MacBook Pro 2012 could feature Liquidmetal technology

But there are potential obstacles to constructing a notebook chassis from Liquidmetal, the primary being how the material handles heat.
Written by Adrian Kingsley-Hughes, Senior Contributing Editor

The blogosphere just won't let go of the idea that Apple is on the verge of using Liquidmetal technology in one of its products. Last week it was the iPhone 5 that was going to get the Liquidmetal treatment, and now it's rumored to be a feature of the MacBook Pro 2012 refresh.

SlashGear reports that Apple could cast the chassis of the next MacBook Pro from Liquidmetal. But, just as with the iPhone 5 rumor, that this raises all sorts of issues related to whether this metal is transparent enough to radio frequency to allow Wi-Fi and Bluetooth to work properly.

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A possible solution to this problem is offered up in the design of the Wi-Fi + 3G/4G iPad. The chassis of this product is machined out of aluminum, but in order to give the cellular antennas a window out to the world, there's a black plastic panel at the top of the tablet. It's not a particularly elegant solution, but I've never heard anyone complain about it.


But there's another possible obstacle to constructing a notebook chassis from Liquidmetal, and this one relates to how the material handles heat. The datasheet lists the thermal conductivity of the Liquidmetal as 6 Wm-1K-1, which makes it a far poorer conductor of heat than aluminum, which has a thermal conductivity of around 35 Wm-1K-1.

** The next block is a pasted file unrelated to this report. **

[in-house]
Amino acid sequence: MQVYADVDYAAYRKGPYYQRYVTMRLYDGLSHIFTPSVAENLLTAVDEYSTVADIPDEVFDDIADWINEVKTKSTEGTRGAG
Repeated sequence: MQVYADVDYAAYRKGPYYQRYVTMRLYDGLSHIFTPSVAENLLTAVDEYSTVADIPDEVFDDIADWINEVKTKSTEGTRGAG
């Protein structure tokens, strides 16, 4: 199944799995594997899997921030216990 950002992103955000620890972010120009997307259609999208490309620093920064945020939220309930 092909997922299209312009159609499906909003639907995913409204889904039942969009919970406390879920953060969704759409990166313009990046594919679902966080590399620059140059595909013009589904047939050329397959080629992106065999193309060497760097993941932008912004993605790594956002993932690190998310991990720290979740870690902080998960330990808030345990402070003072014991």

What this means is that Apple would need to redesign the cooling system of the MacBook Pro to take into account the fact that a Liquidmetal shell would be far poorer at dissipating the heat generated by the system than the current aluminum shell. However, buried on Liquidmetal Technologies website, a reference signals a way to tailor the material for specific thermal and electrical conductivity, so there may be possible to re-engineer the material to overcome this problem.

I like the idea of a Liquidmetal MacBook Pro -- or for that matter any portable -- more than I do the idea of making the back of an iPhone out of the material. The first reason is production. Casting is normally a much quicker process machining parts, and this gives the Liquidmetal chassis an advantage over how Apple currently manufactures parts for portable systems.

Another reason for switching from aluminum to Liquidmetal is that portables have to deal with countless bumps, scratches and abrasion on a daily basis. Liquidmetal would certainly offer a system far greater protection than aluminum does, and keep the hardware looking better for a lot longer.

Image credit: iFixit.


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